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1972 OK CR 33
493 P.2d 854
Case Number: A-16546
Decided: 01/19/1972
Oklahoma Court of Criminal Appeals

An appeal from the District Court of Oklahoma County; Harry L.S. Halley, Judge.

Richard Kolke was convicted for the crime of Illegal Sale of Marijuana; he was sentenced to serve a term of seven (7) years in the state penitentiary, and a fine of $5,000.00, and he appeals. Modified to a term of four (4) years imprisonment, and a fine of $1,000.00, and affirmed. Judgment and sentence modified and affirmed.

Carroll Samara, Oklahoma City, for plaintiff in error.

Larry Derryberry, Atty. Gen., Michael Cauthron, Asst. Atty. Gen., for defendant in error.

BUSSEY, Presiding Judge:

¶1 Richard Kolke, hereinafter referred to as defendant, was charged, tried, and convicted in the District Court of Oklahoma County, Oklahoma for the offense of Illegal Sale of Marijuana; his punishment was fixed at seven (7) years imprisonment, and a fine of $5,000.00, and from said judgment and sentence, a timely appeal has been perfected to this Court.

¶2 Because of the propositions asserted, we do not deem it necessary to recite a detailed statement of facts. Suffice it to say, that John Kane, an undercover police officer, purchased a baggie of marijuana from the defendant on July 10, 1969, at approximately 12:00 noon in a car parked in front of the Der Wienerschnitzel Drive-in in Oklahoma City.

¶3 Officers Legg and Burns, who were parked across the street, observed Officer Kane at the drive-in when he handed something to the defendant. The substance in the baggie was identified by a chemist for the Oklahoma Bureau of Investigation as being marijuana.

¶4 The defendant did not testify, nor was any evidence offered in his behalf.

¶5 The first proposition asserts improper argument by the prosecuting attorney. Defendant argues under this proposition that the Assistant District Attorney made reference to the failure of the defendant to testify, and that said reference constituted reversible error. The Record reflects that in the final portion of the closing argument, the Assistant District Attorney stated as follows:

". . . Why didn't they bring McCorkel back here who could have denied all this? Said no, it wasn't Kolke here, it was somebody else. Why didn't they bring him back? Didn't even talk about making any effort for it. I can use the same argument he made.

"Apparently because he knew that Kolke didn't want to get up here and perjure himself. You are under oath, you are under penalty of perjury when you take that stand.

"MR. SAMARA: Wait just a minute. Comes now the defendant and moves the Court for a mistrial for the reason that the State in their argument has made reference to the fate of the defendant to take the stand and they are prohibited from bring up such a thing before a Jury.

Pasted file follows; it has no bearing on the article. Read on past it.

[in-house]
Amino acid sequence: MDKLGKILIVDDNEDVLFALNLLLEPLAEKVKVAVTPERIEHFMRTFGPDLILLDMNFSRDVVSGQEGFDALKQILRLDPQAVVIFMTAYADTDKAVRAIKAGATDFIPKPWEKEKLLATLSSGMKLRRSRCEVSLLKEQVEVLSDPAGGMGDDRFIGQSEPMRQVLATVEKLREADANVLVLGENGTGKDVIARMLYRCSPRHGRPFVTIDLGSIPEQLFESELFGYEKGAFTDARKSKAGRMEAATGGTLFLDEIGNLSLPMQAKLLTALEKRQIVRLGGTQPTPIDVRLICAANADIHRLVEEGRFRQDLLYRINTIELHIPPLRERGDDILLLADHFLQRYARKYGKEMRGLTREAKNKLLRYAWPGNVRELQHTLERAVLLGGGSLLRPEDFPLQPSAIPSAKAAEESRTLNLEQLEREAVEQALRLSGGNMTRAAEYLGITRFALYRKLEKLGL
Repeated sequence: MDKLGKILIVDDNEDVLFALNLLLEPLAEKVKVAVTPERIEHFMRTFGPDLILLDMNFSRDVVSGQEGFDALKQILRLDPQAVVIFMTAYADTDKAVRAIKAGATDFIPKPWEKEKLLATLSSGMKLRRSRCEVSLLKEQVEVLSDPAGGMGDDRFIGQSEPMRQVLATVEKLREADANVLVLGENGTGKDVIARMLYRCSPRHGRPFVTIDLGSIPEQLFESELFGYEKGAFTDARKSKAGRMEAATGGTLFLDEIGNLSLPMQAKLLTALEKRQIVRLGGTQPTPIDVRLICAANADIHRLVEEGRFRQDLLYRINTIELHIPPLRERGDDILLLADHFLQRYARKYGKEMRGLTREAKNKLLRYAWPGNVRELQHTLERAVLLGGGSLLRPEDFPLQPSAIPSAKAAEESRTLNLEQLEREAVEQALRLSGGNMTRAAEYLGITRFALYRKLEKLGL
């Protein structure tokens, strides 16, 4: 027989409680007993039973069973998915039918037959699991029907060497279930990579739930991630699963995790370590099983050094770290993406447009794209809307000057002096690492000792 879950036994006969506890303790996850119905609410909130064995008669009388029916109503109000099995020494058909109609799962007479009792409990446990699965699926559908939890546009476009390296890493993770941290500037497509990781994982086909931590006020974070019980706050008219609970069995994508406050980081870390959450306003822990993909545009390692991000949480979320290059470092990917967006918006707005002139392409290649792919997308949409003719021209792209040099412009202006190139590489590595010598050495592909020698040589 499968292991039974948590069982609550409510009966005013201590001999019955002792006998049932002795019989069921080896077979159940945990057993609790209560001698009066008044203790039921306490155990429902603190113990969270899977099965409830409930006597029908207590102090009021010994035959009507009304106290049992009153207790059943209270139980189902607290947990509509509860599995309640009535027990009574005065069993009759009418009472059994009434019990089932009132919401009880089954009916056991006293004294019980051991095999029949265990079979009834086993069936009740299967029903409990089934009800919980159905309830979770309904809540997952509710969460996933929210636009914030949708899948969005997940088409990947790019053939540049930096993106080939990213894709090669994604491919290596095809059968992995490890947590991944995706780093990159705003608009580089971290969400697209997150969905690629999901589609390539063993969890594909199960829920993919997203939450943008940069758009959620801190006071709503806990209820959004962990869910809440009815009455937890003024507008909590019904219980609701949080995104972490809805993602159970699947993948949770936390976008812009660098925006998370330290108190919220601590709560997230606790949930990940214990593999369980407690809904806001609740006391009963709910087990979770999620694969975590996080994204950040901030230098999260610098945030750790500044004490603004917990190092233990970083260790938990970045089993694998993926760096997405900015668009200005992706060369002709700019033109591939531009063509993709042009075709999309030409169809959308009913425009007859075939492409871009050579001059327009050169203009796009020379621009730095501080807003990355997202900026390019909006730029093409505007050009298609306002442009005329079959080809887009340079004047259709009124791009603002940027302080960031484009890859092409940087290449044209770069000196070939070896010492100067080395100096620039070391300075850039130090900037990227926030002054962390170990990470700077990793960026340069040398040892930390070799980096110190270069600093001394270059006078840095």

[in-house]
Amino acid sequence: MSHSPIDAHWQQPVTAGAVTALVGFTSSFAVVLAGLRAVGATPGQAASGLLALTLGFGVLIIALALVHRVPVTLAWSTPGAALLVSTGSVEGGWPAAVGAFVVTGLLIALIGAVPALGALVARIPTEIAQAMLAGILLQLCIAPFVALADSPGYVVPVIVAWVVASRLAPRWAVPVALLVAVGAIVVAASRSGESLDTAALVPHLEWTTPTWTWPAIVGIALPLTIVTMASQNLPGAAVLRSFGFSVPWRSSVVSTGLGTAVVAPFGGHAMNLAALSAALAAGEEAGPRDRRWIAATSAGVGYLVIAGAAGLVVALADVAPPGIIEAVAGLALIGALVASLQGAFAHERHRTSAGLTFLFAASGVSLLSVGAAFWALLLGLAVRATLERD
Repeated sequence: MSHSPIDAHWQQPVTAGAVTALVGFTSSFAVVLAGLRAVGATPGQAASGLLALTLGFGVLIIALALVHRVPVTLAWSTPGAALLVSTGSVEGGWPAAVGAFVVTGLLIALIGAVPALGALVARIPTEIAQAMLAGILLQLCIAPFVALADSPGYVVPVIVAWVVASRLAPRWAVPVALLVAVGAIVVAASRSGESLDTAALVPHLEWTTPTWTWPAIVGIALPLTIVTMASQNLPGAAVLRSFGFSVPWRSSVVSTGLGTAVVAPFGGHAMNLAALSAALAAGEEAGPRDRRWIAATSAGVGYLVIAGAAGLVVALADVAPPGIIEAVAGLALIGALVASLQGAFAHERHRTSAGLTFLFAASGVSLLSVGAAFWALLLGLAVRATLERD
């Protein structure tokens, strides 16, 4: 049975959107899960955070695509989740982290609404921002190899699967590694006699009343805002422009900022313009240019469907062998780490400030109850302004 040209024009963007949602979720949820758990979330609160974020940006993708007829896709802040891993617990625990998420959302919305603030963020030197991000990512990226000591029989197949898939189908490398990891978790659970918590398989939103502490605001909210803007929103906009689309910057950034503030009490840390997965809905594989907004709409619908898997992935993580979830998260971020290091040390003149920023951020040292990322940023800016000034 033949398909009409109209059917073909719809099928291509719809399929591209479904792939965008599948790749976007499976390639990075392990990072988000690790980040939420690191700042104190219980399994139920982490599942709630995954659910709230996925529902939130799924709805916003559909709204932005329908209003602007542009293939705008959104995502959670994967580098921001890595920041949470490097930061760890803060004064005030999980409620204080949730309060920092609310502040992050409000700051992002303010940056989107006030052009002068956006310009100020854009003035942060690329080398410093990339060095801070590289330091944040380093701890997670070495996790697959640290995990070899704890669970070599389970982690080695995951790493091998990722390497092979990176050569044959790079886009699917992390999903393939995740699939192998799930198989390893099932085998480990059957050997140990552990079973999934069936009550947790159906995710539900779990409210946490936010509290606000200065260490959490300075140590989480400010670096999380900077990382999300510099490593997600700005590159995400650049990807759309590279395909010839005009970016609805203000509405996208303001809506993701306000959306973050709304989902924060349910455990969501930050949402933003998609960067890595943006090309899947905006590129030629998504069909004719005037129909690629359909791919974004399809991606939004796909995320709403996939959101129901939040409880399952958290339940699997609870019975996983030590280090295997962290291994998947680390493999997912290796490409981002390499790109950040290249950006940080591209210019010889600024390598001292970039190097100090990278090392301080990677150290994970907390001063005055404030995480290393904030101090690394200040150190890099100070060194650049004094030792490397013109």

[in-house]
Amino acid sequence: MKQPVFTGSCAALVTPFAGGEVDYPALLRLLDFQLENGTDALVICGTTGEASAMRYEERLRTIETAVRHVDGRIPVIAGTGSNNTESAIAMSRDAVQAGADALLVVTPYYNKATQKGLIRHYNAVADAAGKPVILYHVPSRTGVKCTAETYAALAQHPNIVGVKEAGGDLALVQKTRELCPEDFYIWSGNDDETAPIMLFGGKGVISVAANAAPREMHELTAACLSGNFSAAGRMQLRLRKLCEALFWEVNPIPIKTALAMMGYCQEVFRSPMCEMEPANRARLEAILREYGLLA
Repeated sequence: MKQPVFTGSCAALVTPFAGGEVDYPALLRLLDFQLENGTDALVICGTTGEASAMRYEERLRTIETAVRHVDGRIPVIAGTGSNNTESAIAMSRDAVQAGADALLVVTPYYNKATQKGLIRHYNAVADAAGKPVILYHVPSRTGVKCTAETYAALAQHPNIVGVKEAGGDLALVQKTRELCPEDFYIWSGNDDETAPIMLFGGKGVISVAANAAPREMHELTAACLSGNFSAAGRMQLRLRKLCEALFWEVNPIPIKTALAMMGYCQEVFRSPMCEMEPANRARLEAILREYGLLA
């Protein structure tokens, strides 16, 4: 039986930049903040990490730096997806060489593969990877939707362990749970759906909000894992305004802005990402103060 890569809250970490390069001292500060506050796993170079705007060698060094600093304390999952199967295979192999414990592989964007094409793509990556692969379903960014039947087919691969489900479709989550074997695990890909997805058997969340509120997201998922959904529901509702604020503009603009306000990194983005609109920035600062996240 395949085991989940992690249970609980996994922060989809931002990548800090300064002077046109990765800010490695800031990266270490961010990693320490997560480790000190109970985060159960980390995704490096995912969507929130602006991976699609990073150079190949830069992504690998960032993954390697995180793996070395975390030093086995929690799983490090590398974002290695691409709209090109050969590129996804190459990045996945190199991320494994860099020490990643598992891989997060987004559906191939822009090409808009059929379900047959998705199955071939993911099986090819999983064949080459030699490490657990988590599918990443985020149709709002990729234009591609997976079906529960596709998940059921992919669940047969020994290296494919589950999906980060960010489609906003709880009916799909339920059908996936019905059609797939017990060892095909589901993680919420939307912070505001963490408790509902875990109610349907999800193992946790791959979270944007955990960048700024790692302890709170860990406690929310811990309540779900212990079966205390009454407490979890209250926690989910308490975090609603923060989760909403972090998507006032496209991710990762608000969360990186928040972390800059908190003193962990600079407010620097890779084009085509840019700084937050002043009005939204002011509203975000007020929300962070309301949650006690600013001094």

"MR. SWARTZ: I am talking about McCorkel.

"MR. SAMARA: No, read it back. He said Kolke, read it back he said Kolke.

"(The reporter reads back that portion of argument specified.)

"THE COURT: Well, that last statement will be withdrawn from the Jury and you will be giving it no consideration. Whether an oversight or what, you will ignore it." (Tr. 129 130) (Emphasis Added)

It is apparent to this Court that the reference to "Kolke" was inadvertent, and that the prosecutor was referring to "McCorkel." We further observe that the trial court admonished the jury to disregard the inadvertent statement. In Murff v. State, Okl.Cr., 379 P.2d 710, this Court, speaking through the Honorable Kirksey Nix, stated the rule:

"An admonition to a jury not to consider the remarks of counsel usually cures an error unless it is of such a nature as, after considering the evidence, appears to have determined the verdict."

In the instant case, the evidence of defendant's guilt is overwhelming, and we cannot conclude that the inadvertent remark of the prosecuting attorney effected in any manner the verdict. Defendant also argues under this proposition that the prosecuting attorney made the further improper argument:

"Now, what kind of punishment do you set for a person like this? Under the evidence and the instructions in this case, you can be given up to seven years and $5,000.00, merely for the possession of marijuana, for possession first offense.

"We have much more than that here, ladies and gentlemen. We don't have a first offense, the evidence shows he sold it twice on that day." (Tr. 132 133)

We need only to observe that it was the defendant that brought out on cross examination that the defendant was charged and tried with a similar offense occurring on the same day. The defendant introduced as evidence an Information reflecting that the defendant was charged with the same offense, occurring on the same date. This Court has previously frowned on "laying behind the log" tactics of defense counsel by creating error, and then complaining of such on appeal. Ferrell v. State, Okl.Cr., 475 P.2d 825 (1970).

¶6 The final proposition asserts that the punishment is excessive. We are of the opinion that, considering the totality of the circumstances, justice would best be served by modifying the judgment and sentence to a term of four (4) years imprisonment, and a fine of $1,000, and costs, and as so modified, the judgment and sentence is affirmed. Modified and affirmed.

BRETT, J., concurs in results.

SIMMS, J., concurs.